ORIGINAL POST:Below is a table of contents for all the chapters. If you haven’t finished yet, you should be able to find where you left off and pick it back up. I’ll leave all the chapters up for another week or so, but after that I think it’s better to take them down, including this post. If you’ve been reading along, I’d love to hear from you. Even if it’s just a “hi.” I miss contact with the world!

RBDM TABLE OF CONTENTS

Prologue – Ready: The funeral is over and it’s time to go to the cemetery, but before we get there my mother has a striking revelation to share.

I.

Ch. 1 – Shooting: Eight years earlier, two men burst into my father’s store and immediately begin shooting.

Ch. 2 – The Call: Alone and dying, my father desperately dials 911 to get some help.

Ch. 3 – Bullets: While my brothers and I dance in the living room, oblivious, my mother receives a mysterious phone call telling her to get to the hospital immediately. 

Ch. 4 – M&M’s: At the hospital, Mom crumbles and I get a whole bag of M&M’s all to myself.

Ch. 5 – Educated Guesses: My father is in critical condition and no one–not even the doctors–know if he’s going to survive. But I do.

Ch. 6 – Playing the Part: While dad struggles in the hospital, I head back to school to enjoy all the attention thrown my way.

Ch. 7 – A Suspicious Peace: Dad returns home from the hospital and I become a bullet wound cleaning expert.

Ch. 8 – Superdad: Months later, Dad is unstoppable, coaching little league, attending Sixth Grade Camp with me, and running down a guy who steals from him.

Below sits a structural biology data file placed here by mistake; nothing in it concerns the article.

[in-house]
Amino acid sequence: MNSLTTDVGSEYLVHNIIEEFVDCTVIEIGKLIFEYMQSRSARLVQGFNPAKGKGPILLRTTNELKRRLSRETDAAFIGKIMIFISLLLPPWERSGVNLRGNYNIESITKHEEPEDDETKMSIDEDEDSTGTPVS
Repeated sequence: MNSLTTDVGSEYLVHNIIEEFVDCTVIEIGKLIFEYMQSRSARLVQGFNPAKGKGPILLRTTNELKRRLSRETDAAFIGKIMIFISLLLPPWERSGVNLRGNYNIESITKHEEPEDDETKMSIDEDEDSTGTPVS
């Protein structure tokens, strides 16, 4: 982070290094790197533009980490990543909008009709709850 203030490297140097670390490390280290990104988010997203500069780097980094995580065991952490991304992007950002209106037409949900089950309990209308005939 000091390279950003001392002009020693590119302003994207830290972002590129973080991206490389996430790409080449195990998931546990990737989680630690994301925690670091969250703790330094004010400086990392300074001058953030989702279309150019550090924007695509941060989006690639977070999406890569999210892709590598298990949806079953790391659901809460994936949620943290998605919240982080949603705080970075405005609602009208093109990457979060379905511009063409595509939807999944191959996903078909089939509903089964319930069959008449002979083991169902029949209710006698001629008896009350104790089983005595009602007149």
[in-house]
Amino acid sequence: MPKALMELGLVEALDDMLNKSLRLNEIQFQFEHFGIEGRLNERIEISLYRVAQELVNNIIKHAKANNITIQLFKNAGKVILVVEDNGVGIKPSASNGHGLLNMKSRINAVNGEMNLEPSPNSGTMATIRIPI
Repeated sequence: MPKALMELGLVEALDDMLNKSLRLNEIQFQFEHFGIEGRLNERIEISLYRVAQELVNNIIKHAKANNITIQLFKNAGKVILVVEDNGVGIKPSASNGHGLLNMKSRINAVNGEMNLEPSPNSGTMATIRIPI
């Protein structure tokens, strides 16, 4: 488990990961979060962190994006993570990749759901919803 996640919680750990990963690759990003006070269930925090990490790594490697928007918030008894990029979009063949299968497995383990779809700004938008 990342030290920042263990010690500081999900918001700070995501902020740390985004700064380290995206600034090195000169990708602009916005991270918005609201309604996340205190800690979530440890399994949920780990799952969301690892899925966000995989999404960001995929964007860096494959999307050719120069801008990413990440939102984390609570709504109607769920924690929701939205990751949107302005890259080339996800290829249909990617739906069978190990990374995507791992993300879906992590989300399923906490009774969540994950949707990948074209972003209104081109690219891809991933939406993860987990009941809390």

II.

Ch. 9 – The Wrong Side of Town: On the night before 7th Grade begins, a FBI sting operation gone wrong in our neighborhood prompts Dad to grab his gun and head out on his own to track the criminals down. 

Ch. 10 – A Friend in Need: When helping one friend comes at the expense of my relationship with another, I’m at a loss for what to do.

Ch. 11 – Fight: A friend turned enemy wants nothing more than to beat me to a bloody pulp. A school yard confrontation leads to big changes.

Ch. 12 – Hollywood: A reality show comes calling and Dad leaps at the chance to reenact his shooting for national television.

Ch. 13 – Talking to a Dead Man: The shooting reenactment airs on television and my eyes are opened to what Dad really went through in a whole new way.

Ch. 14 – Edited for Television: Dad’s rush to the hospital is depicted, and he talks about the shooting and what he was really afraid of in his own words.

Ch. 15 – How It Ends: How Dad knew he was going die young. Plus: The reenactment concludes with my national (embarrassing) debut.

III.

Ch. 16 – The Nerd Herd: A move across town means a new school and new friends. 

Ch. 17 – Breaching Brute Protocol: High School begins and I’m determined to make a new start, but the four bullies picking on me at once have other ideas.

Ch. 18 – Good Intentions: Sick of all the misinformation out there about my church, I’m determined to go to a friend’s church and correct her pastor. My parents have other ideas.

Ch. 19 – Sitting On a Chair with Wheels: Is God real? Is my church true? I honestly don’t know and it’s tearing me up inside. A caustic confrontation leads to Dad trying to talk me down.

Ch. 20 – Flood: Holed up in a church building late at night, my friends and I have no idea our entire town is flooding, threatening to trap us.

Ch. 21 – The Last Time: I finally get the answers I’ve been searching for, just in time for Dad and I to make peace and go on a road trip together.

IV.

Ch. 22 – Speaking in Tongues: My life as a missionary begins, but there’s a catch: I have to speak Spanish. I hate Spanish.

Ch. 23 – Bad News: Ten months into my mission, I receive a phone call from my grandfather with news I do not want. 

Ch. 24 – Faithless Prayers: While waiting for confirmation that I what I know in my gut is true, I pray.

Ch. 25 – Worse Than Death: How my father died and the devastating first few moments after I found out. 

Ch. 26 – To The Lord: The Mission President and his wife come to visit and console me. I’ve got a big decision to make about what to do next.